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Ian Spadin

A member registered Jun 16, 2015 · View creator page →

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I really like the way this gives immediate feedback to the designer. It might not be the best way to actually design a well-crafted puzzle, but you can just adjust the variables around bit by bit and instantly know if you've destroyed the intended path through the puzzle or opened up a bunch of unintended ones.

I've never been able to find the video of the talk since I watched it originally, but I remember Marc Ten Bosch (Meigakure dev) talking a bit about state spaces and how he tries to design puzzles that create large state spaces with a short goal path, the notion being that these puzzles are easy to solve, but only if you know the solution. This kind of visualization would be pretty useful if that's your design philosophy, especially if it was integrated right into your dev tools (assuming your game lends itself well to being analyzed as a state space - grid based movement and all that).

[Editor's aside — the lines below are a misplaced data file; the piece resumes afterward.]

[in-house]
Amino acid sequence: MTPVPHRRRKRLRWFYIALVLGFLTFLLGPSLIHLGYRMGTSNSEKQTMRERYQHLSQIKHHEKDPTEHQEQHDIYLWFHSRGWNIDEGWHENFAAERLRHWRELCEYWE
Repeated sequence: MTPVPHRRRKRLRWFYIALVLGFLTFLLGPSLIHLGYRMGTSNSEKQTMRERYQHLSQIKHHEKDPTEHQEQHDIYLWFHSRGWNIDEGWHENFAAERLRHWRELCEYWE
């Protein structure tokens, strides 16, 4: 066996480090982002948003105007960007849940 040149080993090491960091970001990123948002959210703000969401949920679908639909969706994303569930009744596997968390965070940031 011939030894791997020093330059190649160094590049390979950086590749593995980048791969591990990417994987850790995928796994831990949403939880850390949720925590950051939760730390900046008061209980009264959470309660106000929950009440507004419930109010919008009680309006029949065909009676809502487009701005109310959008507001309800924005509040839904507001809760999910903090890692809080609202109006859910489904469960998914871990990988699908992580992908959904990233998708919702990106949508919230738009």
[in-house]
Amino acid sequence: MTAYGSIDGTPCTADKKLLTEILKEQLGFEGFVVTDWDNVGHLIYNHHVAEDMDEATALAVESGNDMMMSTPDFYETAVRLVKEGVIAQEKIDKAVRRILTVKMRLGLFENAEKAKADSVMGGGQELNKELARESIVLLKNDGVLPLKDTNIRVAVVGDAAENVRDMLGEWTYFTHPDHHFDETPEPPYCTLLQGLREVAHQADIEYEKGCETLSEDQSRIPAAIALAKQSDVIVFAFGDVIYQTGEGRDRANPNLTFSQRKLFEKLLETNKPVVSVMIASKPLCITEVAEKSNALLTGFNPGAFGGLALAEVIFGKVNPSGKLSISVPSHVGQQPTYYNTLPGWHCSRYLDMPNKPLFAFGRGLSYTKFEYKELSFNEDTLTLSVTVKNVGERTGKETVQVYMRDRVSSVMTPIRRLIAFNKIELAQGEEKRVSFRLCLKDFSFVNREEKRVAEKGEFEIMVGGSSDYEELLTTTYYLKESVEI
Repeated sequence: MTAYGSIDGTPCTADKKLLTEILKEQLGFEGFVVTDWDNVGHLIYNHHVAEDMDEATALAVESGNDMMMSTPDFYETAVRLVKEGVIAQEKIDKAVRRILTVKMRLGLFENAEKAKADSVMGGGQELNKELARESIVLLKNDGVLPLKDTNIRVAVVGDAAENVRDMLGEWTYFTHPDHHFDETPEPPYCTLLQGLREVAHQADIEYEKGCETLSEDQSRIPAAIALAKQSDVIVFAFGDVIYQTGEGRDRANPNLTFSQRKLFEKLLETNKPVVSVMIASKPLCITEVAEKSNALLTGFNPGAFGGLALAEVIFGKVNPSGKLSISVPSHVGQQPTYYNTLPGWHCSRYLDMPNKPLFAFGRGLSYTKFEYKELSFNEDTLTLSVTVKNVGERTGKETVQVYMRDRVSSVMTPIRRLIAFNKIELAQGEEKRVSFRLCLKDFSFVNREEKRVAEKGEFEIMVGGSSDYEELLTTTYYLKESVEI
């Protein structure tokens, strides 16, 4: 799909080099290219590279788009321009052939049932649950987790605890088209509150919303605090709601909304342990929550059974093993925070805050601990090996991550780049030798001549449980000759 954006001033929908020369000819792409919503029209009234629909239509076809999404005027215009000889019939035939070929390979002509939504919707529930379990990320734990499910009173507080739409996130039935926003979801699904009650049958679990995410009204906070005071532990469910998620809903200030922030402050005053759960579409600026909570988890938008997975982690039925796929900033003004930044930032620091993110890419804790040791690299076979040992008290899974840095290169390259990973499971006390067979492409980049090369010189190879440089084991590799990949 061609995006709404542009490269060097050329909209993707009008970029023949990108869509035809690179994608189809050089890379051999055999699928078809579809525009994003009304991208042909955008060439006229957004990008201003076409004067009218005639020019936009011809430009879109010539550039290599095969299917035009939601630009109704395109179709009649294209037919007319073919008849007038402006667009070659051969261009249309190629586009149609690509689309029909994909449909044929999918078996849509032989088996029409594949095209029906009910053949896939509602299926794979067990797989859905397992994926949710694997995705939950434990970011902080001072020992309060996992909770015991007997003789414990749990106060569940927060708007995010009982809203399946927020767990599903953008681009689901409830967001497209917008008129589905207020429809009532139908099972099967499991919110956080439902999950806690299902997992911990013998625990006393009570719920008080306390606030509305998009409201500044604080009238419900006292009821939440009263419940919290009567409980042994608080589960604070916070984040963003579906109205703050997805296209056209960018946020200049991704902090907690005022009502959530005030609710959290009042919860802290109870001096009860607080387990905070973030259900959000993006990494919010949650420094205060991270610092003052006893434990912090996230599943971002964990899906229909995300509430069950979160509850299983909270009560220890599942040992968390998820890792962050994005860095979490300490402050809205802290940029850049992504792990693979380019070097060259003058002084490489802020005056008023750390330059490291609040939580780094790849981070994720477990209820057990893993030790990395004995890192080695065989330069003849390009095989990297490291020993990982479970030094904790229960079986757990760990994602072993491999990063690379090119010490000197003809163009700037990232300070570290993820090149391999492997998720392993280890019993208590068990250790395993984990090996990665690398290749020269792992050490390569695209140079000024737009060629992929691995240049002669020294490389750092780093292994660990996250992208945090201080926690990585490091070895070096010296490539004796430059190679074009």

There's a fun game in here, but I couldn't quite find it. I'm not much for roguelikes, so take this all with a grain of salt.

I'm pretty consistently in situations where it feels less like I didn't make the best of a bad situation and more like I just had a bad situation. Sometimes I plan poorly, or draw some bad cards, and I learn and adjust how I play, which is good. Other times my run just simply doesn't provide any cards to sate hunger and I starve to an unpreventable death. I'd be interested in playing a version of this game with the hunger mechanic removed.